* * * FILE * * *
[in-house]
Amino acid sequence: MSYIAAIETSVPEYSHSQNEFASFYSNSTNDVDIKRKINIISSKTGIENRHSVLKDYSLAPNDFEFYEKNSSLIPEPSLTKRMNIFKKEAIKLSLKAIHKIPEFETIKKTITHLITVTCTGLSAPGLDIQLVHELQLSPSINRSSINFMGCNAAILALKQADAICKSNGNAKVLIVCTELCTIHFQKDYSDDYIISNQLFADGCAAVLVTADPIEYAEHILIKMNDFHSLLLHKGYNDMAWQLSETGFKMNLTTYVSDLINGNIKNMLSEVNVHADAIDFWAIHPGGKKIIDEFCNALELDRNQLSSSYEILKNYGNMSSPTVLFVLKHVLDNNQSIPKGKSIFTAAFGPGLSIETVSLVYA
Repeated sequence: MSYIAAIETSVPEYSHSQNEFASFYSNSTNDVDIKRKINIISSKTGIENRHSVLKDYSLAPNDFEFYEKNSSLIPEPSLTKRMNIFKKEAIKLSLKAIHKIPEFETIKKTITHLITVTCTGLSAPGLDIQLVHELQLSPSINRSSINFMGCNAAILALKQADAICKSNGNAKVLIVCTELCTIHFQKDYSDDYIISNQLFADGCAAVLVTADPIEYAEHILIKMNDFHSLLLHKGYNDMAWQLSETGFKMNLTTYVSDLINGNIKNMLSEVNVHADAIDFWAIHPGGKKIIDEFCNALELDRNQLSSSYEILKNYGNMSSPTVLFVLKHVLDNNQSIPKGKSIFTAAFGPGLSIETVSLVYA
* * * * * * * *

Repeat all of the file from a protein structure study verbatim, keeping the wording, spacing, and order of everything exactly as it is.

[in-house]
Amino acid sequence: MSYIAAIETSVPEYSHSQNEFASFYSNSTNDVDIKRKINIISSKTGIENRHSVLKDYSLAPNDFEFYEKNSSLIPEPSLTKRMNIFKKEAIKLSLKAIHKIPEFETIKKTITHLITVTCTGLSAPGLDIQLVHELQLSPSINRSSINFMGCNAAILALKQADAICKSNGNAKVLIVCTELCTIHFQKDYSDDYIISNQLFADGCAAVLVTADPIEYAEHILIKMNDFHSLLLHKGYNDMAWQLSETGFKMNLTTYVSDLINGNIKNMLSEVNVHADAIDFWAIHPGGKKIIDEFCNALELDRNQLSSSYEILKNYGNMSSPTVLFVLKHVLDNNQSIPKGKSIFTAAFGPGLSIETVSLVYA
Repeated sequence: MSYIAAIETSVPEYSHSQNEFASFYSNSTNDVDIKRKINIISSKTGIENRHSVLKDYSLAPNDFEFYEKNSSLIPEPSLTKRMNIFKKEAIKLSLKAIHKIPEFETIKKTITHLITVTCTGLSAPGLDIQLVHELQLSPSINRSSINFMGCNAAILALKQADAICKSNGNAKVLIVCTELCTIHFQKDYSDDYIISNQLFADGCAAVLVTADPIEYAEHILIKMNDFHSLLLHKGYNDMAWQLSETGFKMNLTTYVSDLINGNIKNMLSEVNVHADAIDFWAIHPGGKKIIDEFCNALELDRNQLSSSYEILKNYGNMSSPTVLFVLKHVLDNNQSIPKGKSIFTAAFGPGLSIETVSLVYA